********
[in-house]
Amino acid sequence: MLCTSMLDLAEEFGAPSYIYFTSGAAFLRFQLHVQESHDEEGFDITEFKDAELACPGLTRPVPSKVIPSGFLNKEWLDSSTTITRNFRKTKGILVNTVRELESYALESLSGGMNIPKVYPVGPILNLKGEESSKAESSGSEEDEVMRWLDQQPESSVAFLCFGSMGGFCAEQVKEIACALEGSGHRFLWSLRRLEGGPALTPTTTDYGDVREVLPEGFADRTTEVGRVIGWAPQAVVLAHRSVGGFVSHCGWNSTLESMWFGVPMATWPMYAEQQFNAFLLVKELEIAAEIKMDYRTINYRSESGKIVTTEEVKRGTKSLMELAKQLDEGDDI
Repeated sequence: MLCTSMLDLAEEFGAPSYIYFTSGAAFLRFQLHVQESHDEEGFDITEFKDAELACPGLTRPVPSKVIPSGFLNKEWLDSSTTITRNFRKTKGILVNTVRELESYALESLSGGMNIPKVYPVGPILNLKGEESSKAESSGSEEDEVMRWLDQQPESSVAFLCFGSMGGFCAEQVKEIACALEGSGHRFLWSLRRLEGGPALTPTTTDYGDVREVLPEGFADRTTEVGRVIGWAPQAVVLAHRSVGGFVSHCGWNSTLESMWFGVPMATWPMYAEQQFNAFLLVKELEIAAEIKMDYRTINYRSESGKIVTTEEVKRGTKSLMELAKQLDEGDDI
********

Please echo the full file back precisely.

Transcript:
[in-house]
Amino acid sequence: MLCTSMLDLAEEFGAPSYIYFTSGAAFLRFQLHVQESHDEEGFDITEFKDAELACPGLTRPVPSKVIPSGFLNKEWLDSSTTITRNFRKTKGILVNTVRELESYALESLSGGMNIPKVYPVGPILNLKGEESSKAESSGSEEDEVMRWLDQQPESSVAFLCFGSMGGFCAEQVKEIACALEGSGHRFLWSLRRLEGGPALTPTTTDYGDVREVLPEGFADRTTEVGRVIGWAPQAVVLAHRSVGGFVSHCGWNSTLESMWFGVPMATWPMYAEQQFNAFLLVKELEIAAEIKMDYRTINYRSESGKIVTTEEVKRGTKSLMELAKQLDEGDDI
Repeated sequence: MLCTSMLDLAEEFGAPSYIYFTSGAAFLRFQLHVQESHDEEGFDITEFKDAELACPGLTRPVPSKVIPSGFLNKEWLDSSTTITRNFRKTKGILVNTVRELESYALESLSGGMNIPKVYPVGPILNLKGEESSKAESSGSEEDEVMRWLDQQPESSVAFLCFGSMGGFCAEQVKEIACALEGSGHRFLWSLRRLEGGPALTPTTTDYGDVREVLPEGFADRTTEVGRVIGWAPQAVVLAHRSVGGFVSHCGWNSTLESMWFGVPMATWPMYAEQQFNAFLLVKELEIAAEIKMDYRTINYRSESGKIVTTEEVKRGTKSLMELAKQLDEGDDI